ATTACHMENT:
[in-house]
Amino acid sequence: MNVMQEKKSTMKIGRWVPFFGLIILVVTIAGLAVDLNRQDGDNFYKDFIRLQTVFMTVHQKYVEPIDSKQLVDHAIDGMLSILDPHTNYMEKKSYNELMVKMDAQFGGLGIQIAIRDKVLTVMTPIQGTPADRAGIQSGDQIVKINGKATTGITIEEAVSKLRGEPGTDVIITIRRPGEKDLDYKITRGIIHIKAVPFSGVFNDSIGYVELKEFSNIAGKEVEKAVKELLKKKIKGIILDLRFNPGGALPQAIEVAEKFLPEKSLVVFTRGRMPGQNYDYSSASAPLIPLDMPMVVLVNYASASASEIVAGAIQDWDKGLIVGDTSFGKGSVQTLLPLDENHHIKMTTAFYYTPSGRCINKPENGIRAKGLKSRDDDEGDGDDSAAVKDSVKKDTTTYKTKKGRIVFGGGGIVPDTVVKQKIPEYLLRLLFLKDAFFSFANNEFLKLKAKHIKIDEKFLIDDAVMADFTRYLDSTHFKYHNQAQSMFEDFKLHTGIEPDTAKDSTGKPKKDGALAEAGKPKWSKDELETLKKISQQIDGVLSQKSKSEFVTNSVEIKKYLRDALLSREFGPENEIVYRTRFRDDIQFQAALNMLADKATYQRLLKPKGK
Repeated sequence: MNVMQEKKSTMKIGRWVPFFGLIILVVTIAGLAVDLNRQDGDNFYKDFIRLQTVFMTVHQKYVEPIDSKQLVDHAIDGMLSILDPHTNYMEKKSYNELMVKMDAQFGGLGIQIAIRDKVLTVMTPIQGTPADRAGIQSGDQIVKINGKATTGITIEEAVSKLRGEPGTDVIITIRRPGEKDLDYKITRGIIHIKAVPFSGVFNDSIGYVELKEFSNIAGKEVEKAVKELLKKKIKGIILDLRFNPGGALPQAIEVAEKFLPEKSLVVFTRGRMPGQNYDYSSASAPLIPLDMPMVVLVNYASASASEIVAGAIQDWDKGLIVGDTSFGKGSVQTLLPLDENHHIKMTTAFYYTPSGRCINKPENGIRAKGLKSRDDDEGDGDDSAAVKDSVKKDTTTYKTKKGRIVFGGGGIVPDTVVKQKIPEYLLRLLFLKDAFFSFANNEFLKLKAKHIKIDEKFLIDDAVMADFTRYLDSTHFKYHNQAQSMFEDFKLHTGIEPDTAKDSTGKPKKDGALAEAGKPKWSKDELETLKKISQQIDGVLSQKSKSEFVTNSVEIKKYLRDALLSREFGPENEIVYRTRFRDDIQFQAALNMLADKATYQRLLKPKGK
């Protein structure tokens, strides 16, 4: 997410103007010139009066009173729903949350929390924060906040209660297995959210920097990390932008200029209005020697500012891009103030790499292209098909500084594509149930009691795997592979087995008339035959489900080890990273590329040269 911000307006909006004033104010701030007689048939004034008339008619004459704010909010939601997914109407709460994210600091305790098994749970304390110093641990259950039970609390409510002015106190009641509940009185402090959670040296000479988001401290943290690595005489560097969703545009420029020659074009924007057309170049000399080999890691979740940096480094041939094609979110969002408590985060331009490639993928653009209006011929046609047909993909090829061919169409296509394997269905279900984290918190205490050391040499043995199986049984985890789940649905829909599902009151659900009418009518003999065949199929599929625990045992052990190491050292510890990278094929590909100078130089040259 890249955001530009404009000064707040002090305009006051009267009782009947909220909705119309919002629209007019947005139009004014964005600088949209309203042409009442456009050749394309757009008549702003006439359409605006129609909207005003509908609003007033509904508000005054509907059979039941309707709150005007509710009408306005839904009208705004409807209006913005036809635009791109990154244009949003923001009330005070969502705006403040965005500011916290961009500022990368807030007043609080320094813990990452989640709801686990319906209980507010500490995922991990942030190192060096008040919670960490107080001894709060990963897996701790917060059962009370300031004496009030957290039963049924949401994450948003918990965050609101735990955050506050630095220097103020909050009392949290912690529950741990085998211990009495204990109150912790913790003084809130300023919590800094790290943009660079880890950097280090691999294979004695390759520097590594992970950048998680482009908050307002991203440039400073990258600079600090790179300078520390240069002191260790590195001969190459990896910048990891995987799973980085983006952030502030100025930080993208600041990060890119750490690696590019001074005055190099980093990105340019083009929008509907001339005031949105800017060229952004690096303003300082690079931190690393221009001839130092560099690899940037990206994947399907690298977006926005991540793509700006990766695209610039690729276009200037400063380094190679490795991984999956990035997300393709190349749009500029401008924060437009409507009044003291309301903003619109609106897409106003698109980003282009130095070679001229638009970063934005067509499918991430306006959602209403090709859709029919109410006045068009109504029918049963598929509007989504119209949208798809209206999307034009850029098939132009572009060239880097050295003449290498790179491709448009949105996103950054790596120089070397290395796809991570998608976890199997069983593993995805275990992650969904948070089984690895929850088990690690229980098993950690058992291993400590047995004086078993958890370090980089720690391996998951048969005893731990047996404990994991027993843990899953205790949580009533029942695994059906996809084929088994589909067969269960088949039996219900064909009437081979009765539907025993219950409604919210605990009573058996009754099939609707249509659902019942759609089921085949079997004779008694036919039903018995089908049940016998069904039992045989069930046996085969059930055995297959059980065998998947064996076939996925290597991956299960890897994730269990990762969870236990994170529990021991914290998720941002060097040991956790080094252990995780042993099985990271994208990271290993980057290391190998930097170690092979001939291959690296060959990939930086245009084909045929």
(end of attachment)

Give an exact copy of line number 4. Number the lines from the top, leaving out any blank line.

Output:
């Protein structure tokens, strides 16, 4: 997410103007010139009066009173729903949350929390924060906040209660297995959210920097990390932008200029209005020697500012891009103030790499292209098909500084594509149930009691795997592979087995008339035959489900080890990273590329040269 911000307006909006004033104010701030007689048939004034008339008619004459704010909010939601997914109407709460994210600091305790098994749970304390110093641990259950039970609390409510002015106190009641509940009185402090959670040296000479988001401290943290690595005489560097969703545009420029020659074009924007057309170049000399080999890691979740940096480094041939094609979110969002408590985060331009490639993928653009209006011929046609047909993909090829061919169409296509394997269905279900984290918190205490050391040499043995199986049984985890789940649905829909599902009151659900009418009518003999065949199929599929625990045992052990190491050292510890990278094929590909100078130089040259 890249955001530009404009000064707040002090305009006051009267009782009947909220909705119309919002629209007019947005139009004014964005600088949209309203042409009442456009050749394309757009008549702003006439359409605006129609909207005003509908609003007033509904508000005054509907059979039941309707709150005007509710009408306005839904009208705004409807209006913005036809635009791109990154244009949003923001009330005070969502705006403040965005500011916290961009500022990368807030007043609080320094813990990452989640709801686990319906209980507010500490995922991990942030190192060096008040919670960490107080001894709060990963897996701790917060059962009370300031004496009030957290039963049924949401994450948003918990965050609101735990955050506050630095220097103020909050009392949290912690529950741990085998211990009495204990109150912790913790003084809130300023919590800094790290943009660079880890950097280090691999294979004695390759520097590594992970950048998680482009908050307002991203440039400073990258600079600090790179300078520390240069002191260790590195001969190459990896910048990891995987799973980085983006952030502030100025930080993208600041990060890119750490690696590019001074005055190099980093990105340019083009929008509907001339005031949105800017060229952004690096303003300082690079931190690393221009001839130092560099690899940037990206994947399907690298977006926005991540793509700006990766695209610039690729276009200037400063380094190679490795991984999956990035997300393709190349749009500029401008924060437009409507009044003291309301903003619109609106897409106003698109980003282009130095070679001229638009970063934005067509499918991430306006959602209403090709859709029919109410006045068009109504029918049963598929509007989504119209949208798809209206999307034009850029098939132009572009060239880097050295003449290498790179491709448009949105996103950054790596120089070397290395796809991570998608976890199997069983593993995805275990992650969904948070089984690895929850088990690690229980098993950690058992291993400590047995004086078993958890370090980089720690391996998951048969005893731990047996404990994991027993843990899953205790949580009533029942695994059906996809084929088994589909067969269960088949039996219900064909009437081979009765539907025993219950409604919210605990009573058996009754099939609707249509659902019942759609089921085949079997004779008694036919039903018995089908049940016998069904039992045989069930046996085969059930055995297959059980065998998947064996076939996925290597991956299960890897994730269990990762969870236990994170529990021991914290998720941002060097040991956790080094252990995780042993099985990271994208990271290993980057290391190998930097170690092979001939291959690296060959990939930086245009084909045929």